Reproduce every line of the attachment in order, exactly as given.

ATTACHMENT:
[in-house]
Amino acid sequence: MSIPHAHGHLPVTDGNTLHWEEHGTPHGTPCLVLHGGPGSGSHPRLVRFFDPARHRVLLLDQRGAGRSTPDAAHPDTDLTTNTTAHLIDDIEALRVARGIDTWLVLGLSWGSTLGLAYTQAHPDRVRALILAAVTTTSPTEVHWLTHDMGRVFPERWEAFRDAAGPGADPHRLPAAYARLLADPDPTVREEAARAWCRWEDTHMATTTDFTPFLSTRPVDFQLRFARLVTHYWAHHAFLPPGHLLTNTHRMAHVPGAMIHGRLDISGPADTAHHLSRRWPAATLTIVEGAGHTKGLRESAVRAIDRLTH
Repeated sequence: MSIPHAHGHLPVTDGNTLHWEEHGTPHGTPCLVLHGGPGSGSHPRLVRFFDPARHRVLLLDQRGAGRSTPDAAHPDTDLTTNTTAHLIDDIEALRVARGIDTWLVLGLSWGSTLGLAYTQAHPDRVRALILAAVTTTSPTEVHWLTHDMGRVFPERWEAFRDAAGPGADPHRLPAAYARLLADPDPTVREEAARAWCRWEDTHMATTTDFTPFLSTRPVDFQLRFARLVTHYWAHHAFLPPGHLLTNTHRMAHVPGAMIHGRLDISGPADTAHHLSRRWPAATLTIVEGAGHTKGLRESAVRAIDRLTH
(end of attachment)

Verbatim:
[in-house]
Amino acid sequence: MSIPHAHGHLPVTDGNTLHWEEHGTPHGTPCLVLHGGPGSGSHPRLVRFFDPARHRVLLLDQRGAGRSTPDAAHPDTDLTTNTTAHLIDDIEALRVARGIDTWLVLGLSWGSTLGLAYTQAHPDRVRALILAAVTTTSPTEVHWLTHDMGRVFPERWEAFRDAAGPGADPHRLPAAYARLLADPDPTVREEAARAWCRWEDTHMATTTDFTPFLSTRPVDFQLRFARLVTHYWAHHAFLPPGHLLTNTHRMAHVPGAMIHGRLDISGPADTAHHLSRRWPAATLTIVEGAGHTKGLRESAVRAIDRLTH
Repeated sequence: MSIPHAHGHLPVTDGNTLHWEEHGTPHGTPCLVLHGGPGSGSHPRLVRFFDPARHRVLLLDQRGAGRSTPDAAHPDTDLTTNTTAHLIDDIEALRVARGIDTWLVLGLSWGSTLGLAYTQAHPDRVRALILAAVTTTSPTEVHWLTHDMGRVFPERWEAFRDAAGPGADPHRLPAAYARLLADPDPTVREEAARAWCRWEDTHMATTTDFTPFLSTRPVDFQLRFARLVTHYWAHHAFLPPGHLLTNTHRMAHVPGAMIHGRLDISGPADTAHHLSRRWPAATLTIVEGAGHTKGLRESAVRAIDRLTH